Rob Leonard bought along his 8 inch Sky Watcher Dob, in my view the best value telescope available new in the UK today, and we observed M51, M65 and M66, and M81 and M82, in that telescope. Rob also found clusters in Auriga, amongst others. I was quite proud to have found the Owl Nebula using this scope and my OIII filter. At this time of the night, this object was very faint.

The evening was initially partially cloudy but it cleared around midnight and for those of us that stayed the fun then really began. Rob erected his USA Orion 14 inch Dob and this scope was simply fantastic. It became a galaxy feist – I found nine galaxies within two fields of view around M86/Markarian’s Chain within a few seconds and the issue became identifying which was which. I could see the third NGC galaxy in the M65/M66 trio, Rob found the Sombero Galaxy, the Needle Galaxy and the Black Eye Galaxy. He even showed us the core of M101 – a very difficult object indeed to find.

I really just congratulate Rob on his excellent scopes and on his impressive star hopping abilities. This particular Orion USA Dob is an intelliscope version that he purchased second hand without intelliscope digital setting circle so he does rely currently on his abilities and as the above list shows it does not stop him at all!

I had to leave at 01:30 am due to commitments the following day but I left Rob and Neil with their scopes, continuing to observe and image the night sky. I wonder what great sights they saw after I left?

Andy

Galaxy Quest! Observing Report 25/3/19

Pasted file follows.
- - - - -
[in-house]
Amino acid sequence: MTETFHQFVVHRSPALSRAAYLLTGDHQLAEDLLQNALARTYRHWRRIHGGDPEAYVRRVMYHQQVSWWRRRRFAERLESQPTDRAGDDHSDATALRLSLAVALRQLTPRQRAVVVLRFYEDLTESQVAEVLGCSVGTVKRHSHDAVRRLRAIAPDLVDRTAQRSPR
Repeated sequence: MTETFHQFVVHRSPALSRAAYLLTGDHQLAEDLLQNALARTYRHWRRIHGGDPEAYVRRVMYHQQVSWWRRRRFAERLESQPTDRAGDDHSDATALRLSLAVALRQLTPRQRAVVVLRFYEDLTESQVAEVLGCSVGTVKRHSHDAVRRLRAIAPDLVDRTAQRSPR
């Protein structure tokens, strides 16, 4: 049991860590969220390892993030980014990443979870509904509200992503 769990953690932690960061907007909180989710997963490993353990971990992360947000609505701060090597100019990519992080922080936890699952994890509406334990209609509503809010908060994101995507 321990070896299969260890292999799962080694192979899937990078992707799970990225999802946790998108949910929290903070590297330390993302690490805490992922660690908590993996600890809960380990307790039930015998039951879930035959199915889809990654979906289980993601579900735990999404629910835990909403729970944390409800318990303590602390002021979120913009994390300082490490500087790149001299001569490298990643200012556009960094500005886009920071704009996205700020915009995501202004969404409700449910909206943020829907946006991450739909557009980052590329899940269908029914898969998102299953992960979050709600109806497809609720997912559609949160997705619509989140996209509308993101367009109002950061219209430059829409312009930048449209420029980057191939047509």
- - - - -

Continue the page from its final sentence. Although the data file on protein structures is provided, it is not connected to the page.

A clear sky and a free evening coincide at last!

First up was setting up the 200p for an imaging run on M101 (still stacking!) and then a nice little session with Sam and the 8 inch Dob.

Betelgeuse was first up and discussing how if it was where the Sun was we’d be in it!
The Orion Nebula at 48x was a nice site, with the 4 brighter trapezium stars quite distinct.
We then moved onto the Double Cluster which filled the eyepiece at the same magnification- so many stars!
Finally we had a look at M65 and M66 in the Leo Triplet.

A bit of family time and then back out with the 14″ for a more serious session.

In Auriga- M36, M37 and M38 were a good place to start, they’re sliding off to the West now and in a better place for comfort and (from my location) light pollution and seeing. I was swapping between the 24mm Baader zoom and the 35mm Orion that came with the scope, and whilst the 35mm offered a better Field of View the 24mm had better contrast and brighter stars. It became clear during this time that whichever eyepiece I was using, the seeing was good and conditions were better than they’ve been for weeks.